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Life Insurance Glossary of Terms

Learning about a subject often requires learning the specialized words used in the subject.  We have provided this life insurance glossary to aid you in your research of life insurance.  If, at any time you come across an insurance term in this website you don’t understand, come back to this glossary and look up the definition.  By knowing the definitions to these terms, your study of the subject should be much easier.


Accelerated Death Benefit

This benefit is sometimes part of the policy and at times is added as a rider.  It will pay the benefit (sometimes a lesser amount than the death benefit) under certain specified conditions, such as a terminal disease (check your policy for exact conditions and the maximum amount paid).  Take note that if this benefit is exercised, it will reduce the actual death benefit by the amount of Accelerated Death Benefit paid.

Accidental Death Benefit:
A payment for loss of life due to an accident which was the direct cause of death.  A provision added to a life insurance policy for payment of an additional benefit, above and beyond the death benefit, when death occurs by accidental means, as defined in the policy.

Accidental Death and Dismemberment Benefit

Pays a stated benefit in case of death or the loss of limbs or sight as a result of an accident.


A professional person trained in mathematics, statistics, and legal-accounting methods, and principles of the operation of insurance, annuities and retirement plans.  An insurance company actuary determines, on the basis of existing experience, the monetary value of risk presented by age, sex, health and lifestyle factors.  As an example, an actuary can determine the extra cost of risk presented by a cigarette smoker and present the findings to the insurance company to help compute the extra premiums a smoker will pay.


For life insurance purposes, the age in years of an applicant or insured.  Some companies us the age at the last birthday, while others use the age at the nearest birthday, prior or succeeding.

Age last birthday

One method of insurance rating which rates people a their age as of their last birthday, with such rating held until the next birthday.  If your policy is approved at your current age (prior to your next birthday), you will be rated at your current age (as opposed to age nearest birthday).

Age nearest birthday

A method use by some insurance companies to compute an insured’s age as that nearest the closest birthday.  Therefore, if the insured has passed six months after the last birthday, he or she is considered to be one year older (as opposed to age last birthday).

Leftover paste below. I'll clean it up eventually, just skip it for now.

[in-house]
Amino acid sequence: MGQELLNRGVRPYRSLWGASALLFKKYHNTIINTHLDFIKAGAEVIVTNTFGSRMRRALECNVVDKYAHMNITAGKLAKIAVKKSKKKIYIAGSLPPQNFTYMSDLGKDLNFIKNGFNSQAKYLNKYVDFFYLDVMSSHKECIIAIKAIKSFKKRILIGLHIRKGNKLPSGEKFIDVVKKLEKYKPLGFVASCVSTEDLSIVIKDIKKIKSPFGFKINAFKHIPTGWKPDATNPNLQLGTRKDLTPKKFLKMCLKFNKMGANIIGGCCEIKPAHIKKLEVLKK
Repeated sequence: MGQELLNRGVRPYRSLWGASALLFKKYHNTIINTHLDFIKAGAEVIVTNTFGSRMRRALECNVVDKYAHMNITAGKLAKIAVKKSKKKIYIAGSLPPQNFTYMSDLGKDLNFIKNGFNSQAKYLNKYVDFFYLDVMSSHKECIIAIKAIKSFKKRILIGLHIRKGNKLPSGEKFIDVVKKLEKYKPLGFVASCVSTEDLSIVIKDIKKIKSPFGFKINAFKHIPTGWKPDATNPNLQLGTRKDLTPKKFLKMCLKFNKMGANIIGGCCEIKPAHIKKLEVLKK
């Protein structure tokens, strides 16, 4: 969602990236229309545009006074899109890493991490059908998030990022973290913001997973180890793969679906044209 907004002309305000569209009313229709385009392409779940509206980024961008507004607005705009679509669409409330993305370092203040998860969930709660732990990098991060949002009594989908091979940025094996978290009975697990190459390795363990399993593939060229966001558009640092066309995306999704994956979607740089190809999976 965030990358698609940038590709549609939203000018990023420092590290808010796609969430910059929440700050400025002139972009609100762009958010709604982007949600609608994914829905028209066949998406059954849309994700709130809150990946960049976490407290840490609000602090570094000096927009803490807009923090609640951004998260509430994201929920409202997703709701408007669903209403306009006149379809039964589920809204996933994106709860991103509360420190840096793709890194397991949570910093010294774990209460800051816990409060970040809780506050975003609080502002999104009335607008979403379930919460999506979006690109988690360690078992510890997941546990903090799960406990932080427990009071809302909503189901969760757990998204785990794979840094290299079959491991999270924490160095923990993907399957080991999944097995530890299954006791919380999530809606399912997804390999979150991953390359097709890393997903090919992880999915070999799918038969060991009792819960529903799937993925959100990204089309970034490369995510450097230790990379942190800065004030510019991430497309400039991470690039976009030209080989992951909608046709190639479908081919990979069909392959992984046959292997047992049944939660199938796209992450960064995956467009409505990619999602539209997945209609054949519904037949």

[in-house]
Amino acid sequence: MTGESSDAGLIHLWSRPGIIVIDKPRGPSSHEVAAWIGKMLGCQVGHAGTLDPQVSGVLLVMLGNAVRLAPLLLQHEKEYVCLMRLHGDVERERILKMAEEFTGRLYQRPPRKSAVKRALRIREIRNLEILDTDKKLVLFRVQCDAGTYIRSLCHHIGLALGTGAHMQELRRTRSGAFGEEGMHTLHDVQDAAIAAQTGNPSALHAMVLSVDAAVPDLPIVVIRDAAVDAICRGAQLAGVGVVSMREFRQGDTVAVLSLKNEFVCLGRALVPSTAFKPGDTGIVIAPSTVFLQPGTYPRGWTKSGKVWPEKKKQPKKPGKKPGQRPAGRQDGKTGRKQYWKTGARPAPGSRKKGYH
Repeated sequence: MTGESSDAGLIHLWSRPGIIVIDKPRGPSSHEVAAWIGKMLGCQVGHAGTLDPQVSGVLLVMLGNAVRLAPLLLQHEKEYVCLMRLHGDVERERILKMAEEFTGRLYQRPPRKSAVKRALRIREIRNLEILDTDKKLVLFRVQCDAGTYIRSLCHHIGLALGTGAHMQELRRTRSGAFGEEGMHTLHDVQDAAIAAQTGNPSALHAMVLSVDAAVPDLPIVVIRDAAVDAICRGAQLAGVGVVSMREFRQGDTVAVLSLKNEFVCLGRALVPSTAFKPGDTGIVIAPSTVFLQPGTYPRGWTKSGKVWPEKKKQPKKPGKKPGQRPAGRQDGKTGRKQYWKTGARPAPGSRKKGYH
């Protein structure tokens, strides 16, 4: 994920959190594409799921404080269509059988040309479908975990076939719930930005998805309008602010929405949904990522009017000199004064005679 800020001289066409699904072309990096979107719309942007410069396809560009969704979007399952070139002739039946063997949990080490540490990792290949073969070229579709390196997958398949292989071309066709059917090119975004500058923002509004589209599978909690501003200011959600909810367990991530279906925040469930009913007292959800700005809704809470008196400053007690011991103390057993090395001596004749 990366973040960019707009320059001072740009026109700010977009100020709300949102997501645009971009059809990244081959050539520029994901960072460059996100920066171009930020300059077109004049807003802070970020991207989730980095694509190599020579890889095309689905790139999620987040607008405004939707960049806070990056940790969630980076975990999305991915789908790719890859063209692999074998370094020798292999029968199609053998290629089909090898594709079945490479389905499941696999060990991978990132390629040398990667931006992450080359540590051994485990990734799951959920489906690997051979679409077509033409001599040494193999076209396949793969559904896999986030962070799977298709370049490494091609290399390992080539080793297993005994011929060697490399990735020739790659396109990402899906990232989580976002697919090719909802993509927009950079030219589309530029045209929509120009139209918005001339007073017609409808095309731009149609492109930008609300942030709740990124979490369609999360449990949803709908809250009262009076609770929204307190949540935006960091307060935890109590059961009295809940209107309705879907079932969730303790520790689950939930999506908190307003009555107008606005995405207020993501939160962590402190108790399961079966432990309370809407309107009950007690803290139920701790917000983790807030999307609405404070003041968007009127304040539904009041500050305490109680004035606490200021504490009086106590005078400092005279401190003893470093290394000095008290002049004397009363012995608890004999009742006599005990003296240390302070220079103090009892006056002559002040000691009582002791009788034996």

Anyone who solicits insurance or aids in the placing of and delivering of insurance policies and/or the collection of premiums on behalf of an insurance company.

Annual Premium

The total premium amount due on an annual basis to meet the contractual requirements of a policy and to keep it in force.

Annual Renewable Term (ART) Life Insurance

Term life insurance that renews on an annual basis.  The premiums typically increase every year on the policy anniversary date of the policy.


A form supplied by the life insurance company and usually filled in by the agent and medical examiner (if applicable) on the basis of information received from the applicant.  The form is signed by the applicant and becomes part of the insurance contract if a policy is issued.  The application is reviewed by an insurance company underwriter to consider whether the requested policy will be issued and, if so, in what classification and at what premium rate.


The authorization of an agent to represent an insurance company.  An agent must be appointed by the insurance company in the state(s) business is being written in order to submit a client’s application to the insurance company.  In some cases, the insurance company will permit agent contracting paperwork to be submitted along with the first application in that state.


A term referring to an application for life insurance being approved and accepted by the insurance company.  The application can either be approved as applied, which means the health class and premium approved matches the original quote; or; approved other than applied, which means your health class and premium will differ from your original quote.  This is usually due to information attained by the medical examiner and/or underwriter, which places the applicant in a different health class than what was applied for.


Anything of value that is owned.  An insurance company will sometimes request you list your total assets and liabilities on the application to help them evaluate, in conjunction with your income, your need for the amount of death benefit applied for.


The signed transfer of the benefits of a policy to another party by a policy owner.  If the insurance company is given due notice of the assignment, the policy benefits will accrue to the person named as assignee.  The company does not guarantee the validity of an assignment.

Attending Physician’s Statement (APS)

A report the insurance company requests from an applicant’s personal physician when additional information is needed to support medical information disclosed in the application or in the medical examiner’s report.  If there is no significant medical history, at the discretion of the underwriter, an APS might not be required.  Due to physicians’ busy schedules, it sometimes takes quite a while to receive the APS  from a physician and, therefore can increase the time it takes to underwrite your policy.

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